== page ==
The Dallas Mavericks have spent years stubbornly refusing to rebuild, while failing to bring in any marquee free agents. During that time they’ve largely been forced to content themselves with lower seeds in the Western Conference playoffs and early exits from the postseason. Now, it seems that the chickens are finally coming home to roost, as the Mavs are 3-13, the worst record in the NBA. But Mavs owner Mark Cuban still refuses to cut bait on the season.
“We’re six games out of the playoffs with 65 or 66 to go,” Cuban said before the Mavericks got their third win of the season. “If we were six games out with five to play, I’d be panicking. If this was the middle of the season and we went through a patch like this, then people would panic. But we’d say there’s a long way to go. One little run could change everything.”
While it’s true that the Mavericks have seen their early season torpedoed by injury — Dirk Nowitzki, most significantly, has missed 11 of their 16 games — their $20+ million-per-year free agent, Harrison Barnes, hasn’t had the sort of efficiency or distribution you’d expect from a new centerpiece. He’s essentially been the same player he was in Golden State, only with more shot attempts (and a worse three-point percentage, an abysmal 25 percent on the year so far). Shooting guard Wesley Matthews is beginning to resemble the stalwart he was in Portland, but point guard Deron Williams is showing his age and history of ankle injuries.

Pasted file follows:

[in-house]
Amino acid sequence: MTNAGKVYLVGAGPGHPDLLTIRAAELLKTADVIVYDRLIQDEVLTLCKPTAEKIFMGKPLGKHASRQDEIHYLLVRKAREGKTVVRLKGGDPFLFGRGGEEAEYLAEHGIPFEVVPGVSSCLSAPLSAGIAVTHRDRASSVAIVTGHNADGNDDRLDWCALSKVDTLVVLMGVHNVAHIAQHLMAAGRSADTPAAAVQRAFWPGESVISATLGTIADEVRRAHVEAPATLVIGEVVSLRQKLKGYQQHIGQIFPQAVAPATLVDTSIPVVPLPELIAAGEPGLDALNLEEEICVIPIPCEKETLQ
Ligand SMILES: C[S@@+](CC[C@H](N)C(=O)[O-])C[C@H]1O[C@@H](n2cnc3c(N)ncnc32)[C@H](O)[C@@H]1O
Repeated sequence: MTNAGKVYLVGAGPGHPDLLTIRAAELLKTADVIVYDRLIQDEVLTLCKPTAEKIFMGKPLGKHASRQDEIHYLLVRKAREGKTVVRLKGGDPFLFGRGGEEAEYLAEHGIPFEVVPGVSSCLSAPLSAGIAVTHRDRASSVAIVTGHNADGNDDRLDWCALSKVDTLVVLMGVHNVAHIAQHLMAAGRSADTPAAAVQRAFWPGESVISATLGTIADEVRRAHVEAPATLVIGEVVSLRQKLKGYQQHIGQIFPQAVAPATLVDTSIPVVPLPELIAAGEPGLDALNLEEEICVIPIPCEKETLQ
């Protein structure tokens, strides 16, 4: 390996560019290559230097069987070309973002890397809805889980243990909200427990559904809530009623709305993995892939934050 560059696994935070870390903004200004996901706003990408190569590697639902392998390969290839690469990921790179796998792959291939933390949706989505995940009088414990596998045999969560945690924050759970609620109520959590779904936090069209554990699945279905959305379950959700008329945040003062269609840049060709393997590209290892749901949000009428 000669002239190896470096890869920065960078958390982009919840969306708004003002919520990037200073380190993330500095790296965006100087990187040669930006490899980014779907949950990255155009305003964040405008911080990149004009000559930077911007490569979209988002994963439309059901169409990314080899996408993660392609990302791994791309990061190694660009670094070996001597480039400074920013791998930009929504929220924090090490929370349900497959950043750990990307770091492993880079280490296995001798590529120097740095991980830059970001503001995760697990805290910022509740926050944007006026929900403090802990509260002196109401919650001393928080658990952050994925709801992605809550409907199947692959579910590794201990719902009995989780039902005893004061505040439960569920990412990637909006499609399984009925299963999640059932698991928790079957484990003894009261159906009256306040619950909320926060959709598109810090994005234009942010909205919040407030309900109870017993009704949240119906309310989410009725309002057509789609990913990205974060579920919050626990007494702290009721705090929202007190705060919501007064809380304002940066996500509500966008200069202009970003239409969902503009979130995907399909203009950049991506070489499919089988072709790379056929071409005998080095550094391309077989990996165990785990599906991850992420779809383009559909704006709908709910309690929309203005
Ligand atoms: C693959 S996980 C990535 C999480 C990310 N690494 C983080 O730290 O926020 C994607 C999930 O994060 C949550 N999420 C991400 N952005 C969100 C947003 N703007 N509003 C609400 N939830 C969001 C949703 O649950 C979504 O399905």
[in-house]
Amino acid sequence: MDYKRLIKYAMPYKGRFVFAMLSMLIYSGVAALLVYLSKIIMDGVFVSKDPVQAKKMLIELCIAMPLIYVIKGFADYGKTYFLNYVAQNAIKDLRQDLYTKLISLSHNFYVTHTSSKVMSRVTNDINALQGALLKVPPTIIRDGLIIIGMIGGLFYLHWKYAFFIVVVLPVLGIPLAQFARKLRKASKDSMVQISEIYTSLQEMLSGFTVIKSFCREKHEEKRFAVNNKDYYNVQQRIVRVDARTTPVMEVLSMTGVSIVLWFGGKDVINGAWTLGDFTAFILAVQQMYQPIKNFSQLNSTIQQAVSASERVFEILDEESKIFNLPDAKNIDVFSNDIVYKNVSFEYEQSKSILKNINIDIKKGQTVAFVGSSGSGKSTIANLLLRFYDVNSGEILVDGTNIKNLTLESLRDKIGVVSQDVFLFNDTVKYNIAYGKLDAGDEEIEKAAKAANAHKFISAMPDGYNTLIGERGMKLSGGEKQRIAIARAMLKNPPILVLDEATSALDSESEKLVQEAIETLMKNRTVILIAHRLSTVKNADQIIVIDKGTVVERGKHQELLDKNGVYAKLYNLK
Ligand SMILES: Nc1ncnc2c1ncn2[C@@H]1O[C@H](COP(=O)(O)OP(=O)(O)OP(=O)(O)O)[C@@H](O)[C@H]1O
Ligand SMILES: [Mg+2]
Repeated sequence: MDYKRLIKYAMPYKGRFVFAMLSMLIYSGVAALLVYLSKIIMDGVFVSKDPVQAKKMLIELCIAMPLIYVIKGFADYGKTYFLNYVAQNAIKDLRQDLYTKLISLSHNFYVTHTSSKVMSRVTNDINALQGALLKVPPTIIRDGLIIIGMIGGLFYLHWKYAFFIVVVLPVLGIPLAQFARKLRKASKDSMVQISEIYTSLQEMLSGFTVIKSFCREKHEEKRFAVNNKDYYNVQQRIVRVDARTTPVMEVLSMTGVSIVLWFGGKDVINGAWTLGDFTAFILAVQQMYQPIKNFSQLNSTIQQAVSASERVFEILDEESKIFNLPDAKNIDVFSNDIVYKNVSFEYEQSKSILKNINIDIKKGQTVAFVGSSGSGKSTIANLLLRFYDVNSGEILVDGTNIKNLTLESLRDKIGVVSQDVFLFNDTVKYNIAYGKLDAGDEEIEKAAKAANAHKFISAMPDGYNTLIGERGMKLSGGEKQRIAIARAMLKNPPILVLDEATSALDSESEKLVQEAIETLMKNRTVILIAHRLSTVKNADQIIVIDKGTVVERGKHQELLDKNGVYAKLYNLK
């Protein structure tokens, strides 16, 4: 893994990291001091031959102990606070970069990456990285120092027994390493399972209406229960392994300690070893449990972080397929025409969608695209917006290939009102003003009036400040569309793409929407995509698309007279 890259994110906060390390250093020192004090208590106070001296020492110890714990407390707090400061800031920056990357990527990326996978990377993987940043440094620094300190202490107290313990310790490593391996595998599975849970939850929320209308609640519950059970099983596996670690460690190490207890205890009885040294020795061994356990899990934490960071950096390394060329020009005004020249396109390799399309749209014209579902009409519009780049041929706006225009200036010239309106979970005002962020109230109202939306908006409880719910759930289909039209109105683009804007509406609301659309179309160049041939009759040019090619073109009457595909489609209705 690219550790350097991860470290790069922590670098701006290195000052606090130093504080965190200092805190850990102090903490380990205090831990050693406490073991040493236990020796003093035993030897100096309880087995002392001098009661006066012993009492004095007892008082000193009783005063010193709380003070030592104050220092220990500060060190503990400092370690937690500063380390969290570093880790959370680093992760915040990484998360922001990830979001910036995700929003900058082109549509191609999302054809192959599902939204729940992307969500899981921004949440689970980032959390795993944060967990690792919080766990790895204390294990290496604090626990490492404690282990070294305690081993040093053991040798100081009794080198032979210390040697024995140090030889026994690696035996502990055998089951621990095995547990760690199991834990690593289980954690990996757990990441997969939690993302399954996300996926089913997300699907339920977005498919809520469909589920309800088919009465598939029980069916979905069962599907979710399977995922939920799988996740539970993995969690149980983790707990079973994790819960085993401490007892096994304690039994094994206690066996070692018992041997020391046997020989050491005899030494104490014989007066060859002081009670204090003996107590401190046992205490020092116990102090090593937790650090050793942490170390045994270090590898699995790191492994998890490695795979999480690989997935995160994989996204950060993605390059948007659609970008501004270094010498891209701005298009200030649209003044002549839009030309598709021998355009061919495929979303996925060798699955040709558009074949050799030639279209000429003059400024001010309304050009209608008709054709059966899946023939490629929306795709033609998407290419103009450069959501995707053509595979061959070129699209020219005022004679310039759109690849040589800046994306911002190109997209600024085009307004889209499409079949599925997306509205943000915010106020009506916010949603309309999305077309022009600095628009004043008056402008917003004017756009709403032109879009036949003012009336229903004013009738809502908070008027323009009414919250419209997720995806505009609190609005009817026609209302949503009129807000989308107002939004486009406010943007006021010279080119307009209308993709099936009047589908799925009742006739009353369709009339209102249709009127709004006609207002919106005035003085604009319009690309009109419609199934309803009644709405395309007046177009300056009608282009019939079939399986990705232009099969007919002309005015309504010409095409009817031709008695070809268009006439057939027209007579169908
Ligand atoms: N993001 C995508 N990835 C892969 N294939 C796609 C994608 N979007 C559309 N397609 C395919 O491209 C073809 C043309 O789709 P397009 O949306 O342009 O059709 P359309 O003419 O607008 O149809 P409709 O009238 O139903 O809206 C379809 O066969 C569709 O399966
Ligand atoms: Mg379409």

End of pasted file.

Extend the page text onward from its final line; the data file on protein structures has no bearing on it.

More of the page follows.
On top of those issues (and Nowitzki’s Achilles soreness is worth keeping a concerned eye on), the Mavs don’t have much of a bench to speak of. THey don’t look like a good team at all, so Mavs fans can be forgiven for wanting the team to maximize their shot at a superstar in the NBA draft. Cuban doesn’t think those people are fans at all, however — he says “Haters gonna hate.”
Cuban believes that if the Mavericks are truly the bad team everyone says they are, then they’ll have the opportunity to start tanking much later, citing the lack of truly transcendent prospects in the draft:
“The only way you overcome that is to have the ultimate superstar carry you through, and it’s tough to draft the ultimate superstar. I don’t see any Shaqs or LeBrons or Tim Duncans in this draft, so I don’t think that’s the right way to do it. You just ignore the haters, let them bitch, and go about your business.”
What Cuban is either denying or ignoring is the fact that even without a true number one-type talent, there’s more utility in getting a top pick in every draft than once again barely sneaking into or missing the playoffs and winding up with a middling prospect. That’s what the Mavericks have been doing for years, and it hasn’t given them any talent to build around. Cuban may hate to tank, and if the Mavs are this bad, he won’t need to, but he still has the wrong idea about what true contention means.